The kids that were once curious about you and welcomed you were taught what the white people did to their families. These things involved the awful residential school and the unfair treaties. Yes, white people were to blame. But times had changed. Generations moved on. But people still had hatred in their hearts. Those kids picked fights with you, teased you for wearing anything that showed your legs. White chicken legs, they called you.
It was odd to you. People always said never, ever, be racist against African American or Aboriginal People. You’re only racism towards those races a couple of times. People don’t realize that white people were discriminated too.
But you’re not white. You’re Metis. You’ve got your mothers white skin. But still they treat you the same, and it gets worse when those innocent kids get older. The fights become more violent, the glares more deadly. Eventually you are scare to even go to school. The safest place in the school is the class room. The teachers would protect you while you were there. But you’re palms would become sweaty when walking the halls. The bad kids usual wander them.
You could stay home. The school was a mess. No curriculum and your teacher had disappeared. The substitute had been there for 4 months now, teaching as a teacher. Things were awful. You were depressed. You were only 13.
You beg your parents to move. High school is right around the corner. You had to travel 20 minutes on a bus every morning and after school. You know the kids will start something on the bus. They’ve done it before. Usually if things got too bad, you’d simply walk home. That option was there, but not while in high school. You best friend seems to be happy, out of town. She goes to a high school in a town close by. She has loving friends. Maybe you can join them. You don’t want to spend another second in the res. It’s too much.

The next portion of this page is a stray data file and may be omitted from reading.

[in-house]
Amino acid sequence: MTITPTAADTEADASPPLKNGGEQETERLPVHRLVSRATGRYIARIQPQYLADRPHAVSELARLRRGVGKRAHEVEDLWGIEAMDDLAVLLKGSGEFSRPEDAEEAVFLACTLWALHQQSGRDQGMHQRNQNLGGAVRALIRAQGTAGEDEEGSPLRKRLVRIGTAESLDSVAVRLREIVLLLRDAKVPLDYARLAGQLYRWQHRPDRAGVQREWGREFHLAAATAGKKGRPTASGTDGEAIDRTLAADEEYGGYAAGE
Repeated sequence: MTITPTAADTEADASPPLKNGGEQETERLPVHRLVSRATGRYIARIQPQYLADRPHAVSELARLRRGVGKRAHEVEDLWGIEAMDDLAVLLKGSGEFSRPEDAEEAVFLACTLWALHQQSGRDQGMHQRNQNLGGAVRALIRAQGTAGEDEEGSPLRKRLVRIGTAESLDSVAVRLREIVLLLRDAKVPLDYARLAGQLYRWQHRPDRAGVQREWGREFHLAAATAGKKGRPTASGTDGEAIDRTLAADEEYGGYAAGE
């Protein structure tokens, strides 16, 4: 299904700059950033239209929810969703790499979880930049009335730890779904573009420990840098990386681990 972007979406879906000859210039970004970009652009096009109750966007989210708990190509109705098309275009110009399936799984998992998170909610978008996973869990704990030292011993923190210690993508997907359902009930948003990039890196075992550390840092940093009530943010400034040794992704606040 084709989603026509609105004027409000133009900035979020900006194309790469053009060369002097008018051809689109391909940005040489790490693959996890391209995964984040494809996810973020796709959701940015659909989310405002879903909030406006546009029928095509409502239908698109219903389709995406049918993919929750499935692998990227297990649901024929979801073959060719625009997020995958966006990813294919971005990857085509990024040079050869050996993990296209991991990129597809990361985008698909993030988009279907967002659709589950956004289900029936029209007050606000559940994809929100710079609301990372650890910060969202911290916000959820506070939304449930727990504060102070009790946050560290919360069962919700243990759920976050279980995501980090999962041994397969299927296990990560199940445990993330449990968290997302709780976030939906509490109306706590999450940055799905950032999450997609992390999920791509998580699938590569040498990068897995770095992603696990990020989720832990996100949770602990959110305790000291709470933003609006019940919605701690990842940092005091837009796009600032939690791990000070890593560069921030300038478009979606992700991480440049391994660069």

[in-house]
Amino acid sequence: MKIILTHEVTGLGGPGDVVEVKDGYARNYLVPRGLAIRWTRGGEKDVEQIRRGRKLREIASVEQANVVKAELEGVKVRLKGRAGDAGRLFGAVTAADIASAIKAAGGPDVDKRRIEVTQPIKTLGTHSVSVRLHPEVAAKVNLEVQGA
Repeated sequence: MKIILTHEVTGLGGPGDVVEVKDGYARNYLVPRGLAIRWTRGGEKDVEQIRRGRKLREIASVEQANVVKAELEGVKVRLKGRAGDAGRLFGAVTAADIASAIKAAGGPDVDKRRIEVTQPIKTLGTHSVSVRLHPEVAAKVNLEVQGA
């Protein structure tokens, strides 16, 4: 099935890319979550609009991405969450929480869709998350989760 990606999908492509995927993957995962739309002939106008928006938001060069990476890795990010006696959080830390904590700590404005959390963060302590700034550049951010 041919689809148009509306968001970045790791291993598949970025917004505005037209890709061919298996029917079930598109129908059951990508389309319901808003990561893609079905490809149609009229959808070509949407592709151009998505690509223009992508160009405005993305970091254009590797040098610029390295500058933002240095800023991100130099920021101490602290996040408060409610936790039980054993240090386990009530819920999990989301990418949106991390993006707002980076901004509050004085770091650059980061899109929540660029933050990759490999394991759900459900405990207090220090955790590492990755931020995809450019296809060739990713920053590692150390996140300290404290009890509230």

Your mom can see that this town has done to you. It’s brought dark line under your eyes from crying at night, you wear darker clothes and you close yourself away from other people. She agrees. Your dad is a little more stubborn with this situation. He was born here. This was his home. He loved the fact that this brother was only a walk away from here.
Six months later, your dad finally agrees and you move.
You get out of the car. Every aspect of this environment is new. The small was righ; the scent of morning dew on the grass. The sun had just risen over the neighbor hood houses, making a warming feeling. Even the vibe of the school was a whole new level. It all meant better. This was better, you say to your self. It’s safer.